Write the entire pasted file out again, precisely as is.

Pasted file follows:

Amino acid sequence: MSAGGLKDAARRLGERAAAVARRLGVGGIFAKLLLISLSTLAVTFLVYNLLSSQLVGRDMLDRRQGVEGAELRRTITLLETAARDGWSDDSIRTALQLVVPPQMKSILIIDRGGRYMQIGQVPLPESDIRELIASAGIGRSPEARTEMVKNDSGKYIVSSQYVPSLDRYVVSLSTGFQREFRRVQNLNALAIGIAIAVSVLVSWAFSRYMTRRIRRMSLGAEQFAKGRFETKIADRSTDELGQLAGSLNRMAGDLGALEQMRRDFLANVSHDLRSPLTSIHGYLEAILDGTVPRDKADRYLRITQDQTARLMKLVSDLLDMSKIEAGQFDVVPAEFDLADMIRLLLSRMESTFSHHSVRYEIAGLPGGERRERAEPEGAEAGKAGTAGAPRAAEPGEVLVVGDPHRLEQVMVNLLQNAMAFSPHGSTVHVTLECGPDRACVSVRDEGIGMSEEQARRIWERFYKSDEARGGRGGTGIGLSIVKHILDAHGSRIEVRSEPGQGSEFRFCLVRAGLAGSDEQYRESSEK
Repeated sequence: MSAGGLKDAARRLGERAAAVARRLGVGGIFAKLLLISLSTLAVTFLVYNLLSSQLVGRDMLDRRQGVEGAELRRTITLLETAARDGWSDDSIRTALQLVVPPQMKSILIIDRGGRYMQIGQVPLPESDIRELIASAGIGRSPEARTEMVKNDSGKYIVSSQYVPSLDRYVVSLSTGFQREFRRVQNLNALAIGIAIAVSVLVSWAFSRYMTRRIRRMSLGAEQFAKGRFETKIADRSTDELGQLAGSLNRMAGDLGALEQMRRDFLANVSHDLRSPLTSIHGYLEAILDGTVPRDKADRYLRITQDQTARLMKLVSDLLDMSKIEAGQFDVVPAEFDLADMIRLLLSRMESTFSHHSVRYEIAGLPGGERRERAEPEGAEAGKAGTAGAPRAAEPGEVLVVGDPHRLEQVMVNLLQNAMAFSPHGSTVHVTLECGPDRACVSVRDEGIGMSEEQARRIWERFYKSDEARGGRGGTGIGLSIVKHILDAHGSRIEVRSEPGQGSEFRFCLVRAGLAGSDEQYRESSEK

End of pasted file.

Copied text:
Amino acid sequence: MSAGGLKDAARRLGERAAAVARRLGVGGIFAKLLLISLSTLAVTFLVYNLLSSQLVGRDMLDRRQGVEGAELRRTITLLETAARDGWSDDSIRTALQLVVPPQMKSILIIDRGGRYMQIGQVPLPESDIRELIASAGIGRSPEARTEMVKNDSGKYIVSSQYVPSLDRYVVSLSTGFQREFRRVQNLNALAIGIAIAVSVLVSWAFSRYMTRRIRRMSLGAEQFAKGRFETKIADRSTDELGQLAGSLNRMAGDLGALEQMRRDFLANVSHDLRSPLTSIHGYLEAILDGTVPRDKADRYLRITQDQTARLMKLVSDLLDMSKIEAGQFDVVPAEFDLADMIRLLLSRMESTFSHHSVRYEIAGLPGGERRERAEPEGAEAGKAGTAGAPRAAEPGEVLVVGDPHRLEQVMVNLLQNAMAFSPHGSTVHVTLECGPDRACVSVRDEGIGMSEEQARRIWERFYKSDEARGGRGGTGIGLSIVKHILDAHGSRIEVRSEPGQGSEFRFCLVRAGLAGSDEQYRESSEK
Repeated sequence: MSAGGLKDAARRLGERAAAVARRLGVGGIFAKLLLISLSTLAVTFLVYNLLSSQLVGRDMLDRRQGVEGAELRRTITLLETAARDGWSDDSIRTALQLVVPPQMKSILIIDRGGRYMQIGQVPLPESDIRELIASAGIGRSPEARTEMVKNDSGKYIVSSQYVPSLDRYVVSLSTGFQREFRRVQNLNALAIGIAIAVSVLVSWAFSRYMTRRIRRMSLGAEQFAKGRFETKIADRSTDELGQLAGSLNRMAGDLGALEQMRRDFLANVSHDLRSPLTSIHGYLEAILDGTVPRDKADRYLRITQDQTARLMKLVSDLLDMSKIEAGQFDVVPAEFDLADMIRLLLSRMESTFSHHSVRYEIAGLPGGERRERAEPEGAEAGKAGTAGAPRAAEPGEVLVVGDPHRLEQVMVNLLQNAMAFSPHGSTVHVTLECGPDRACVSVRDEGIGMSEEQARRIWERFYKSDEARGGRGGTGIGLSIVKHILDAHGSRIEVRSEPGQGSEFRFCLVRAGLAGSDEQYRESSEK